If you're a Florida resident you know how tough the rainy season can be. To others, it may come as a shock that the sunshine state is one of the rainiest and wettest states in the country. The rainy season can last from June to September bringing on thunderstorms and sudden downpours. Although trees need water to thrive, excessive amounts can cause unexpected problems. Let's take a closer look at how the trees are affected by the rainy season in Florida.
With heavier rains unfortunately comes an increased risk of fungi infestation for trees. Fungi thrive in a damp environment which is exactly what the Florida rainy season creates. Warm temperatures combined with excessive rain make trees more vulnerable to fungus and bacterial issues. Fungus growth also known as root rot will weaken the tree's roots and go on to cause foliage discoloration, lesions, and constant dropping leaves.
Fungus isn’t the only thing that will cause damage to the roots of the trees. Once the rainy season starts that also means the start of strong winds. Strong winds may cause property damage which can then lead to tree toppling. Chances of tree toppling are higher if the root system is weakened due to oversaturated ground. Damage is more likely to occur to trees with weakened roots that have been exposed to heavy rains and winds for a prolonged amount of time.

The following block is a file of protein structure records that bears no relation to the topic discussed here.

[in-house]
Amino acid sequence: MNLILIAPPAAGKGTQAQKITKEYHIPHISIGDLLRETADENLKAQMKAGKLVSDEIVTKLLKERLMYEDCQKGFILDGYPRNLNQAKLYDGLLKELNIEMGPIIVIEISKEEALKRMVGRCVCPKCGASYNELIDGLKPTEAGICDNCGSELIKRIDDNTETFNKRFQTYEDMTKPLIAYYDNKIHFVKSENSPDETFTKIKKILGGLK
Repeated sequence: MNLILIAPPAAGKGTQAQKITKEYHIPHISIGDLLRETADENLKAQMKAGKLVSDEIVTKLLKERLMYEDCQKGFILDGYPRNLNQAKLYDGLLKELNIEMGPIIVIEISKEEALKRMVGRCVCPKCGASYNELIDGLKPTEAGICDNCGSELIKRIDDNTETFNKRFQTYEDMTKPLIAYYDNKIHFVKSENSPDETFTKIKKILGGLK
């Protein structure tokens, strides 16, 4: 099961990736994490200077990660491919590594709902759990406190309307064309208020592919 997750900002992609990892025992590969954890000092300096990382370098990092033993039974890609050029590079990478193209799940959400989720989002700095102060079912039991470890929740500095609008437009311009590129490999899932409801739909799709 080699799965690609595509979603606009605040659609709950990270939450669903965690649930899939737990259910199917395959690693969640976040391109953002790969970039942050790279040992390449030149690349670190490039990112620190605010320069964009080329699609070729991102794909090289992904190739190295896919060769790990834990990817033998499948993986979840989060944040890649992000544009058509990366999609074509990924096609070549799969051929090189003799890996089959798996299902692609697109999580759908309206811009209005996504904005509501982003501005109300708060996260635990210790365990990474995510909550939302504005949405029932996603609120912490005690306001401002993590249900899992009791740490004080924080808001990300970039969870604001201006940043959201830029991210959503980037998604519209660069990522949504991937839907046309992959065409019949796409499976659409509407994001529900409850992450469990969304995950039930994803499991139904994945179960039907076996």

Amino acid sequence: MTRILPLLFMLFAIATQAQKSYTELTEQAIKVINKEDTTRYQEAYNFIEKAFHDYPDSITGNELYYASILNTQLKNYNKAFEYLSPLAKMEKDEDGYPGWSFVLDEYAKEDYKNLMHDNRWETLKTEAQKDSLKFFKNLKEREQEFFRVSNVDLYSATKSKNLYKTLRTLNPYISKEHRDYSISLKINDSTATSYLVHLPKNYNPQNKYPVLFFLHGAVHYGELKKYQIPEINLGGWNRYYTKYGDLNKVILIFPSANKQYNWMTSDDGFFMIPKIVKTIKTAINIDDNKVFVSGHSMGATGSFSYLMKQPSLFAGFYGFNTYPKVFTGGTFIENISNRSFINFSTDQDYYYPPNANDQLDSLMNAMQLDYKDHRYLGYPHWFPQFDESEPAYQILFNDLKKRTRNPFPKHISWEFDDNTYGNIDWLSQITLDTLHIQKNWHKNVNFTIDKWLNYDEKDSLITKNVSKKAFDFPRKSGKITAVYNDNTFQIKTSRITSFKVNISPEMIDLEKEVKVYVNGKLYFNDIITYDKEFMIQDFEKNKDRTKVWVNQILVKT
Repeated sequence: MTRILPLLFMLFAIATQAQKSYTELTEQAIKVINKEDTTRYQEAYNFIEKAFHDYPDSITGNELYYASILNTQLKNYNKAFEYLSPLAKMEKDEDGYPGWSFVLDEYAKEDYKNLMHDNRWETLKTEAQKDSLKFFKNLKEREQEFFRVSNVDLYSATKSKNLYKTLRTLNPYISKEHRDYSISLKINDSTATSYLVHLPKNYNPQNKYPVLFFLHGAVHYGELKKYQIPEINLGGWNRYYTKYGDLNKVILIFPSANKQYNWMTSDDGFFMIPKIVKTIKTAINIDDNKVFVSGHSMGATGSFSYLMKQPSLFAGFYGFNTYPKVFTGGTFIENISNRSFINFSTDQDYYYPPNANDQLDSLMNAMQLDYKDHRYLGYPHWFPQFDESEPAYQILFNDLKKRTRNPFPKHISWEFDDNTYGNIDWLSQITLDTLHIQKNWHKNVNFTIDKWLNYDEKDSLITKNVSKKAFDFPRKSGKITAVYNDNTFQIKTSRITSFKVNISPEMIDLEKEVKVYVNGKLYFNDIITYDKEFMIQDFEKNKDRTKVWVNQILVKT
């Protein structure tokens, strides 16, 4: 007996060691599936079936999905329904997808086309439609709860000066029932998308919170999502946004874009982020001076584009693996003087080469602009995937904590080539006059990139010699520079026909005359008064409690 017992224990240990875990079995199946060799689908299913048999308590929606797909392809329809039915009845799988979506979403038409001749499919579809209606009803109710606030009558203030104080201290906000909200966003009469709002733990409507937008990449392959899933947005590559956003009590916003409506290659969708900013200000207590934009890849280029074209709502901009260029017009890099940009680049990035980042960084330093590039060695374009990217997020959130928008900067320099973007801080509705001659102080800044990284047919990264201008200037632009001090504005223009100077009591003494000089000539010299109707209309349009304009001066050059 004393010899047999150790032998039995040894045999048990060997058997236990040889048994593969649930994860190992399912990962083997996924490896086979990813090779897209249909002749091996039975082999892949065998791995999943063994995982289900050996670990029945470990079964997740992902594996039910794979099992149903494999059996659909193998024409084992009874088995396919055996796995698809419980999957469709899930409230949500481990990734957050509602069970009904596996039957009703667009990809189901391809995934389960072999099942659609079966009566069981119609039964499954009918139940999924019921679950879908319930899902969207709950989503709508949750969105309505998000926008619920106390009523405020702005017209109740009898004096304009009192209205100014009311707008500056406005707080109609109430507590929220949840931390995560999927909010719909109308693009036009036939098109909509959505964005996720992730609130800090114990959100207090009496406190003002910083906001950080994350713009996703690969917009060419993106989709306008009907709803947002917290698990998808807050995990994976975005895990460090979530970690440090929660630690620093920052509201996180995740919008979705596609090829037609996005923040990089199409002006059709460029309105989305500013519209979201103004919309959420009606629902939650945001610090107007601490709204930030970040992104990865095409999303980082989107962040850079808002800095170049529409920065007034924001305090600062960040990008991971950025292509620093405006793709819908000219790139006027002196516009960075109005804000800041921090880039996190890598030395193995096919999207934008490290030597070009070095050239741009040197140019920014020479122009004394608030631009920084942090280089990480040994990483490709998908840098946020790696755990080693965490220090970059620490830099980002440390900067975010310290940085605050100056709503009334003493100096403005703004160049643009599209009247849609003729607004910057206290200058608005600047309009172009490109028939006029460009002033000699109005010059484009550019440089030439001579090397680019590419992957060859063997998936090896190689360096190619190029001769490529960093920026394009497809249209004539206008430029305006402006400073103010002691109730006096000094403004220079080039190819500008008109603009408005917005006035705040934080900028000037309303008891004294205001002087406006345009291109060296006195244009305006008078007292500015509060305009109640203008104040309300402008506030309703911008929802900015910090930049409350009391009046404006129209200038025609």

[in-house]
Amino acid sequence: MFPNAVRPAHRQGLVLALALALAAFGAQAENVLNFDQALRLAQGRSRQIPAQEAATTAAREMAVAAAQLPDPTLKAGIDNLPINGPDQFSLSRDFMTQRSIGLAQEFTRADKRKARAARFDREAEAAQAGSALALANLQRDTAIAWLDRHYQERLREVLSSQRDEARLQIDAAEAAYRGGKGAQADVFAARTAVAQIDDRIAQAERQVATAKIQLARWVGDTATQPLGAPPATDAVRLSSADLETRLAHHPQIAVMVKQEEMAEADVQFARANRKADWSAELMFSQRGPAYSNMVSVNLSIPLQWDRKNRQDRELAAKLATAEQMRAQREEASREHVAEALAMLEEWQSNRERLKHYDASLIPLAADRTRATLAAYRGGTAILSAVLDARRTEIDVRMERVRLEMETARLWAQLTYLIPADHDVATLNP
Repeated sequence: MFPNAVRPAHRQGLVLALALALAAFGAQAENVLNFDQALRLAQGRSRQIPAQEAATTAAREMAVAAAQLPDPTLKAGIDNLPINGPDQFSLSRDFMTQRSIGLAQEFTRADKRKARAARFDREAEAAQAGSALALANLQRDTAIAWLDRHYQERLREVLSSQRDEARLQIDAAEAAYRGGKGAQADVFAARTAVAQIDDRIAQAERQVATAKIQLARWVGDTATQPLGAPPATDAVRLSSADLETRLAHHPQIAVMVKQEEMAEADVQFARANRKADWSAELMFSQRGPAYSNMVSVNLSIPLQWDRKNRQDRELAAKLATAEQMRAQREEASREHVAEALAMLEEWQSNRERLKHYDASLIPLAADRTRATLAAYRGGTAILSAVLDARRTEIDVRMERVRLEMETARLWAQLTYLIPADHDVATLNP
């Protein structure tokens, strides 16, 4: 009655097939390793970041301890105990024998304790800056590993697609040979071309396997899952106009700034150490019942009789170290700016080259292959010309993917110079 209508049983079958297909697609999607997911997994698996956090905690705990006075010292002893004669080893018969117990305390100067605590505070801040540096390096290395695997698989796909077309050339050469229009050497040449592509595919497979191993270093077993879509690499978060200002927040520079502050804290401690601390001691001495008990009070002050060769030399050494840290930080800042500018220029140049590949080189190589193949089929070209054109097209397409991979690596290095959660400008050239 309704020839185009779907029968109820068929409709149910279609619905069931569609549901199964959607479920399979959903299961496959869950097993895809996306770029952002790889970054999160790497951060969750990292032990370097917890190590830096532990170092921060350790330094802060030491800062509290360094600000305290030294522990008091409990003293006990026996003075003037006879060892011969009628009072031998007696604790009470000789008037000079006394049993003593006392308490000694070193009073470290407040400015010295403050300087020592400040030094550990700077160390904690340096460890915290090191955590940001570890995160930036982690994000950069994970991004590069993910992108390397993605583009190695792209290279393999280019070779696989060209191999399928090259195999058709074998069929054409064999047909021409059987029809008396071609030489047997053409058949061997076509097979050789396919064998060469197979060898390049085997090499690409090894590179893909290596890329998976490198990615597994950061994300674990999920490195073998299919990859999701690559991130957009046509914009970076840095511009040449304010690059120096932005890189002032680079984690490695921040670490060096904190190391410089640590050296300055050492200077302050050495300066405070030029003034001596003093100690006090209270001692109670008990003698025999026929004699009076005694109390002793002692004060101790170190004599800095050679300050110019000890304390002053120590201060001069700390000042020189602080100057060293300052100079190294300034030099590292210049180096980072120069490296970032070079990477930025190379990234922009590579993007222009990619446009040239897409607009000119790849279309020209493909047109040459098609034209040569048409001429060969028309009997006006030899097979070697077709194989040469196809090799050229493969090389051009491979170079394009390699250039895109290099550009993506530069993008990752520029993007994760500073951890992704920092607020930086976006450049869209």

Frequent downpours will oversaturate the soil creating more issues for trees. Oversaturated soil means too much water and not enough oxygen. When oxygen can't get to the root supply as easily, soil pH will increase and less necessary nutrients will be absorbed. Without their essential nutrients, trees are more prone to damage. Even trees that are considered extremely healthy can die from multiple days of oversaturated soil.
It's important to keep an eye on your trees after excessive rainfall has occurred. Prevention is key to the protection of trees. Be sure to check for signs of root and soil damage including, tree stem cracks, leaning trunk, exposed roots, discoloration, wilted brown leaves, and black or soft roots. If your tree doesn't pass this checklist it's always important to call in the professionals to further inspect your tree. The experts can then help you take the next steps to either preserve or remove your tree.